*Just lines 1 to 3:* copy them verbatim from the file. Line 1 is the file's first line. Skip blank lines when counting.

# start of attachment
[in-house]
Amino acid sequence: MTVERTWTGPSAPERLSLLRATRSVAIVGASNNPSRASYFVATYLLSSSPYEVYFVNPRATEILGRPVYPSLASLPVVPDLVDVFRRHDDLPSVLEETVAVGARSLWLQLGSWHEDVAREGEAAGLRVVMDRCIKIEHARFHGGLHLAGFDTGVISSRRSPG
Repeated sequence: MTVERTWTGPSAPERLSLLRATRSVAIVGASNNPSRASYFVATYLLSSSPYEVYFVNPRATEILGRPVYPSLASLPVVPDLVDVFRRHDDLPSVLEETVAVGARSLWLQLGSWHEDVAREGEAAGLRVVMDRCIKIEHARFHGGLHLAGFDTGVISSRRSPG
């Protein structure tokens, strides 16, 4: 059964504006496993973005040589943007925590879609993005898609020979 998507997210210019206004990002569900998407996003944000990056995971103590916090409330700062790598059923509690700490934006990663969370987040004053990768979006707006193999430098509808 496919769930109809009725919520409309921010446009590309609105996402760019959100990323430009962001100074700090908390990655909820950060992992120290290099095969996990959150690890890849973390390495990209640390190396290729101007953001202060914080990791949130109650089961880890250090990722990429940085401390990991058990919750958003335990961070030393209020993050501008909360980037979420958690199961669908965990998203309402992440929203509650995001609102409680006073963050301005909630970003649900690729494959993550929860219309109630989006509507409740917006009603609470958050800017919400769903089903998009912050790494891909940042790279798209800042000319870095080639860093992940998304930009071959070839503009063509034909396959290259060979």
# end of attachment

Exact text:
[in-house]
Amino acid sequence: MTVERTWTGPSAPERLSLLRATRSVAIVGASNNPSRASYFVATYLLSSSPYEVYFVNPRATEILGRPVYPSLASLPVVPDLVDVFRRHDDLPSVLEETVAVGARSLWLQLGSWHEDVAREGEAAGLRVVMDRCIKIEHARFHGGLHLAGFDTGVISSRRSPG
Repeated sequence: MTVERTWTGPSAPERLSLLRATRSVAIVGASNNPSRASYFVATYLLSSSPYEVYFVNPRATEILGRPVYPSLASLPVVPDLVDVFRRHDDLPSVLEETVAVGARSLWLQLGSWHEDVAREGEAAGLRVVMDRCIKIEHARFHGGLHLAGFDTGVISSRRSPG